Vandalia Leader

Follow Us On:


Posted on Tuesday, November 17, 2020 at 9:19 pm

Amateur radio group provides emergency communications support

By Barry Dalton

For the past four years, Audrain Emergency Communications Inc. (AECI), a group of ham radio operators from across the county, have been assembling a communications trailer to assist state and local personnel with emergency communications support.

“Let’s say that communications go down in the east end of the county from Highway 19 and east,” explained Chris Newbrough, a member of the amateur radio group. “What we can do is we could pull our trailer down to [the Community R-6 parking lot, for example], with permission, and within probably a half an hour be on the air being able to provide communications for the eastern end of the county.”

The trailer could be requested by Mexico Public Safety, Audrain County Sheriff’s Office, 911 dispatchers, SSM Hospital or most any other agency needing communications support.

The cost of building the trailer has been approximately $65,000 with grant funding from the Edmonston Foundation, the Griffin Foundation and the A.P. Green Foundation. Individual members of the nonprofit ham radio group have also donated items, time and money to bring the project together.

“So we get together and talk to people all over the world–yes, we do do that [as a ham radio club],” said Newbrough. “But our primary mission [as AECI] is emergency response and emergency fill in when communications go down.”

Kenny Fairchild, president of AECI, says that the 26-foot trailer will be ready for service in the very near future.

A grant from the Griffin Foundation has also been used to purchase networking equipment and repeater equipment for a radio tower in Vandalia, located on Utterback Street.

The Glasford Foundation, which owns the old cable television tower, has donated space for the repeater, and Alsat Wireless donates the internet service. There are also three repeaters located in Mexico and one soon to be in Centralia.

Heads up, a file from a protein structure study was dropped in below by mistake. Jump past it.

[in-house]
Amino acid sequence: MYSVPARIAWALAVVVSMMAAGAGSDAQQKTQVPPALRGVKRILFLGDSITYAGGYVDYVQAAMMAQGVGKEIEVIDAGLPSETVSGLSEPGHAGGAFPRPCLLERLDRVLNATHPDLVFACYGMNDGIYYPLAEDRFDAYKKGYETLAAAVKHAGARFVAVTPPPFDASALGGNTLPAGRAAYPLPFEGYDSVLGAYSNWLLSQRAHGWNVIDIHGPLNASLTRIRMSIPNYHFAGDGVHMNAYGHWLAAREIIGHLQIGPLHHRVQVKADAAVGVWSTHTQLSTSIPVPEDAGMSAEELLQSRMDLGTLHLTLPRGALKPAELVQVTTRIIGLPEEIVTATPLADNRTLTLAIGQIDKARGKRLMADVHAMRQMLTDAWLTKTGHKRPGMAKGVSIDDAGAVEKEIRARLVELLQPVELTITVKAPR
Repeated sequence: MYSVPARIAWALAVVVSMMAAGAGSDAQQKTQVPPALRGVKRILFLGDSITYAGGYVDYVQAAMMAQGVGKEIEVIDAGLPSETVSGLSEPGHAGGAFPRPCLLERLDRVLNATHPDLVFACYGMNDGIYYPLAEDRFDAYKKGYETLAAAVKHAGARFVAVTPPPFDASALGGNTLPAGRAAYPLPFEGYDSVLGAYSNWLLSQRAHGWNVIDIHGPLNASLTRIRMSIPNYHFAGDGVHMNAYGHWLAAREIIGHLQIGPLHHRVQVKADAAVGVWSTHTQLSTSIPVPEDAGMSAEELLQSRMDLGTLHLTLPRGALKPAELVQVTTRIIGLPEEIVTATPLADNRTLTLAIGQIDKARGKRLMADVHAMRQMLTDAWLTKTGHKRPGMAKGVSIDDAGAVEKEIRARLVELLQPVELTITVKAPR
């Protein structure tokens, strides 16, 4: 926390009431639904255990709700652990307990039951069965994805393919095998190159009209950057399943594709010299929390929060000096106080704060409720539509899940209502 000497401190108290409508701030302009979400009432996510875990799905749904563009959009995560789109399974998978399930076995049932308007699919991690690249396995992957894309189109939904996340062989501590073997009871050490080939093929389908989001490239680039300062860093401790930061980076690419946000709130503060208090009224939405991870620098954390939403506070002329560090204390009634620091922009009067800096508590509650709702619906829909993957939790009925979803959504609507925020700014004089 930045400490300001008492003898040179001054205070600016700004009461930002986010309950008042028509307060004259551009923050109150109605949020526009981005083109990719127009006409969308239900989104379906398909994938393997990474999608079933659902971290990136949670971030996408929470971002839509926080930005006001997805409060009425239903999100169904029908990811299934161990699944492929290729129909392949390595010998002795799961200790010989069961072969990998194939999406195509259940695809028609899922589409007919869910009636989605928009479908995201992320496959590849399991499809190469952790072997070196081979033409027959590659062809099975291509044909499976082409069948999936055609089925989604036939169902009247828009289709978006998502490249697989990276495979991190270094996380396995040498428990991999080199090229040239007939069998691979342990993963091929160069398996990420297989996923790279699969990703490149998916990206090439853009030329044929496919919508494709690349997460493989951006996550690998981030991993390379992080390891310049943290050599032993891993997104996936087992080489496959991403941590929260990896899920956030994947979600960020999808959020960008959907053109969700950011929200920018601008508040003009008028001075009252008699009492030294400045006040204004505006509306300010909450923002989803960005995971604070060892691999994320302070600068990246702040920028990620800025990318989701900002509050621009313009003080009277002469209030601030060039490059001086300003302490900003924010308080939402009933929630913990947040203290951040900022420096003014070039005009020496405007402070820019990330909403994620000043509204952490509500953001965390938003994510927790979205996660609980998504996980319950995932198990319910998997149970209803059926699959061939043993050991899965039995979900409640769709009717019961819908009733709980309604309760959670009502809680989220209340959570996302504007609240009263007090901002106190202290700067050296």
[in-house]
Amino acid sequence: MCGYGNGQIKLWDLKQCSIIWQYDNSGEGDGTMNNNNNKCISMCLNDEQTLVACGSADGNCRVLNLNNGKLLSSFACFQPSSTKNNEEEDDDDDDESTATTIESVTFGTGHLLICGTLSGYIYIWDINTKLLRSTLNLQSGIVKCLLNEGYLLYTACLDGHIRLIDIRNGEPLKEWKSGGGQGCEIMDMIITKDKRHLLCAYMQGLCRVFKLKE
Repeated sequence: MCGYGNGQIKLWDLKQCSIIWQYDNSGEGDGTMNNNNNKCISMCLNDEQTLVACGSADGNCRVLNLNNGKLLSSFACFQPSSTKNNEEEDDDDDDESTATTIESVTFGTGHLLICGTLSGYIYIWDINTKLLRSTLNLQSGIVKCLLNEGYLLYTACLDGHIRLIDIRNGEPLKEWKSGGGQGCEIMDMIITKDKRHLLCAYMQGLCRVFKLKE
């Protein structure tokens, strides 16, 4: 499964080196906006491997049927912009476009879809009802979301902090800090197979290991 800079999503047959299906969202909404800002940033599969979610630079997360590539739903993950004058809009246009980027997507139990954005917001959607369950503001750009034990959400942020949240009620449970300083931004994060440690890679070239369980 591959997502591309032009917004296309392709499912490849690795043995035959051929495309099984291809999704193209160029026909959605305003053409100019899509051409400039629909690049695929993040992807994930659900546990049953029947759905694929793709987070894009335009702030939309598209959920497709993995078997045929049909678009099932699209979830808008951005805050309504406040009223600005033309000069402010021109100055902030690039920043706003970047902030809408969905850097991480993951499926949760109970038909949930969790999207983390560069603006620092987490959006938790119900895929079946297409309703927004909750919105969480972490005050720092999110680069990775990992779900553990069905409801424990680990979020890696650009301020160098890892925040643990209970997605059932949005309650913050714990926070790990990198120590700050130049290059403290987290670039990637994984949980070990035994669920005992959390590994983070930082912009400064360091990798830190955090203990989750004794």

“A repeater extends a broadcast signal by picking it up and rebroadcasting it,” explained Jeff Carlyle, of Vandalia, a member of AECI.

This system, which includes the trailer, will provide communication capabilities from the west end of the county to the east end of the county whenever it’s requested.

“It gives a really large footprint that we wouldn’t be able to have without it,” explained Carlyle, who has worked on the trailer and repeater projects. “Only three other trailers in the entire state of Missouri can do what ours can do. We’re considered a regional asset.”

The State Emergency Management Agency (SEMA) also has a ham radio room set up in Jefferson City in the event it’s needed during a crisis, Carlyle said. Ham radio can provide supplementary communications for special needs requests identified by SEMA, such as cots, bottled water or needed supplies.

During the tragic tornado that occurred in Joplin in 2011, for example, the only signal getting out of Joplin was text messages for 72 hours.

“That’s where amateur radio comes in,” said Carlyle. “Our mission is when all else fails—amateur radio.”



Audrain Emergency Communications Inc. trailer has an antenna mast that extends 60 feet in the air to support communications when all else fails. Submitted photo.